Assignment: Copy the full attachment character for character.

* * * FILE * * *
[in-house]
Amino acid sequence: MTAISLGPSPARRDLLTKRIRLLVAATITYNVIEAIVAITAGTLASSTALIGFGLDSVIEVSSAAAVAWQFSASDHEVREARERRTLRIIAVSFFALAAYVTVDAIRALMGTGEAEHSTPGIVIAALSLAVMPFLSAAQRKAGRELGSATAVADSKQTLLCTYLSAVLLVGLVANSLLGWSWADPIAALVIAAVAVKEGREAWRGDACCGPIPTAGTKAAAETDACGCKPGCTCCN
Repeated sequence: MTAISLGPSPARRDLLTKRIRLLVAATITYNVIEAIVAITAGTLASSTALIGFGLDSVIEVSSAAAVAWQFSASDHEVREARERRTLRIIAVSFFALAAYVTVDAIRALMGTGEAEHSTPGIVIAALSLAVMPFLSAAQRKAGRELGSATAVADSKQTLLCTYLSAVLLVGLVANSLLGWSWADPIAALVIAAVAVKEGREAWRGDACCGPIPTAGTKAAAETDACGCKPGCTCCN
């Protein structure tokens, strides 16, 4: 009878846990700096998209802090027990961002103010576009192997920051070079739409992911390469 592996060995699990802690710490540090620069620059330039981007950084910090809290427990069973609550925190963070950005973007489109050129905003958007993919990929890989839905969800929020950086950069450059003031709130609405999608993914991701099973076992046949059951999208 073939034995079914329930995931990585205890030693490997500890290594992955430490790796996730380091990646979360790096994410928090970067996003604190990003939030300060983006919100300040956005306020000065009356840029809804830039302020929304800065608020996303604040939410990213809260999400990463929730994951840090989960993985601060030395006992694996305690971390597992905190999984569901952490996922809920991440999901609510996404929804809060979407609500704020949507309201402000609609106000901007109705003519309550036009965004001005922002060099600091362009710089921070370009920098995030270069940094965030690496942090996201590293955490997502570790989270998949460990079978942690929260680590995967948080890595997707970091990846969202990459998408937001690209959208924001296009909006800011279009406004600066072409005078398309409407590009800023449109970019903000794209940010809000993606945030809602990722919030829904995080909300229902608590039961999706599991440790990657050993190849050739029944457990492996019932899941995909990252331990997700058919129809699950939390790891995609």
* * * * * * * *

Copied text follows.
[in-house]
Amino acid sequence: MTAISLGPSPARRDLLTKRIRLLVAATITYNVIEAIVAITAGTLASSTALIGFGLDSVIEVSSAAAVAWQFSASDHEVREARERRTLRIIAVSFFALAAYVTVDAIRALMGTGEAEHSTPGIVIAALSLAVMPFLSAAQRKAGRELGSATAVADSKQTLLCTYLSAVLLVGLVANSLLGWSWADPIAALVIAAVAVKEGREAWRGDACCGPIPTAGTKAAAETDACGCKPGCTCCN
Repeated sequence: MTAISLGPSPARRDLLTKRIRLLVAATITYNVIEAIVAITAGTLASSTALIGFGLDSVIEVSSAAAVAWQFSASDHEVREARERRTLRIIAVSFFALAAYVTVDAIRALMGTGEAEHSTPGIVIAALSLAVMPFLSAAQRKAGRELGSATAVADSKQTLLCTYLSAVLLVGLVANSLLGWSWADPIAALVIAAVAVKEGREAWRGDACCGPIPTAGTKAAAETDACGCKPGCTCCN
């Protein structure tokens, strides 16, 4: 009878846990700096998209802090027990961002103010576009192997920051070079739409992911390469 592996060995699990802690710490540090620069620059330039981007950084910090809290427990069973609550925190963070950005973007489109050129905003958007993919990929890989839905969800929020950086950069450059003031709130609405999608993914991701099973076992046949059951999208 073939034995079914329930995931990585205890030693490997500890290594992955430490790796996730380091990646979360790096994410928090970067996003604190990003939030300060983006919100300040956005306020000065009356840029809804830039302020929304800065608020996303604040939410990213809260999400990463929730994951840090989960993985601060030395006992694996305690971390597992905190999984569901952490996922809920991440999901609510996404929804809060979407609500704020949507309201402000609609106000901007109705003519309550036009965004001005922002060099600091362009710089921070370009920098995030270069940094965030690496942090996201590293955490997502570790989270998949460990079978942690929260680590995967948080890595997707970091990846969202990459998408937001690209959208924001296009909006800011279009406004600066072409005078398309409407590009800023449109970019903000794209940010809000993606945030809602990722919030829904995080909300229902608590039961999706599991440790990657050993190849050739029944457990492996019932899941995909990252331990997700058919129809699950939390790891995609």